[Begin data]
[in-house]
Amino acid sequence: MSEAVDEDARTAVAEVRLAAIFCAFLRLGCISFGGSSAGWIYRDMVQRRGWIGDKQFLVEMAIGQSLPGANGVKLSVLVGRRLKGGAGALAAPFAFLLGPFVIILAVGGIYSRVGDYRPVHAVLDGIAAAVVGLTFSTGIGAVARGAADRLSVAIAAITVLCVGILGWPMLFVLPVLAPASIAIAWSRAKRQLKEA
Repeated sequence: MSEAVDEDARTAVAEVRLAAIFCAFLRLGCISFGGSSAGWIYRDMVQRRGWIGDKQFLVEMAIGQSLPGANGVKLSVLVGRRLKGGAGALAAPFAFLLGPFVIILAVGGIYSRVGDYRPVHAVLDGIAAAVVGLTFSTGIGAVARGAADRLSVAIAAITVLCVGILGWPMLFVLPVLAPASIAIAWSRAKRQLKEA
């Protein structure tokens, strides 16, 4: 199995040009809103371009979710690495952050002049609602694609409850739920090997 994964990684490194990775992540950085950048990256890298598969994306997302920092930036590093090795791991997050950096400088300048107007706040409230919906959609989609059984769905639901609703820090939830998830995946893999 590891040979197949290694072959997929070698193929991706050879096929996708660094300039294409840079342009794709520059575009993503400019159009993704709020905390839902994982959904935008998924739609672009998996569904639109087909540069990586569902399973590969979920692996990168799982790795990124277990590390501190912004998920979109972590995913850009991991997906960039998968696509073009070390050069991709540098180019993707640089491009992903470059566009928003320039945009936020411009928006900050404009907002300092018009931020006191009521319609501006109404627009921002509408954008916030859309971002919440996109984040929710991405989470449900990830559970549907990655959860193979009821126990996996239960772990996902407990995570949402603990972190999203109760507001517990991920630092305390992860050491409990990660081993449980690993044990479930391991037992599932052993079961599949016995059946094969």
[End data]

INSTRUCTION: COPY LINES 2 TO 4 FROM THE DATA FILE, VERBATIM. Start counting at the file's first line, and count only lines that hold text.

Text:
Amino acid sequence: MSEAVDEDARTAVAEVRLAAIFCAFLRLGCISFGGSSAGWIYRDMVQRRGWIGDKQFLVEMAIGQSLPGANGVKLSVLVGRRLKGGAGALAAPFAFLLGPFVIILAVGGIYSRVGDYRPVHAVLDGIAAAVVGLTFSTGIGAVARGAADRLSVAIAAITVLCVGILGWPMLFVLPVLAPASIAIAWSRAKRQLKEA
Repeated sequence: MSEAVDEDARTAVAEVRLAAIFCAFLRLGCISFGGSSAGWIYRDMVQRRGWIGDKQFLVEMAIGQSLPGANGVKLSVLVGRRLKGGAGALAAPFAFLLGPFVIILAVGGIYSRVGDYRPVHAVLDGIAAAVVGLTFSTGIGAVARGAADRLSVAIAAITVLCVGILGWPMLFVLPVLAPASIAIAWSRAKRQLKEA
């Protein structure tokens, strides 16, 4: 199995040009809103371009979710690495952050002049609602694609409850739920090997 994964990684490194990775992540950085950048990256890298598969994306997302920092930036590093090795791991997050950096400088300048107007706040409230919906959609989609059984769905639901609703820090939830998830995946893999 590891040979197949290694072959997929070698193929991706050879096929996708660094300039294409840079342009794709520059575009993503400019159009993704709020905390839902994982959904935008998924739609672009998996569904639109087909540069990586569902399973590969979920692996990168799982790795990124277990590390501190912004998920979109972590995913850009991991997906960039998968696509073009070390050069991709540098180019993707640089491009992903470059566009928003320039945009936020411009928006900050404009907002300092018009931020006191009521319609501006109404627009921002509408954008916030859309971002919440996109984040929710991405989470449900990830559970549907990655959860193979009821126990996996239960772990996902407990995570949402603990972190999203109760507001517990991920630092305390992860050491409990990660081993449980690993044990479930391991037992599932052993079961599949016995059946094969």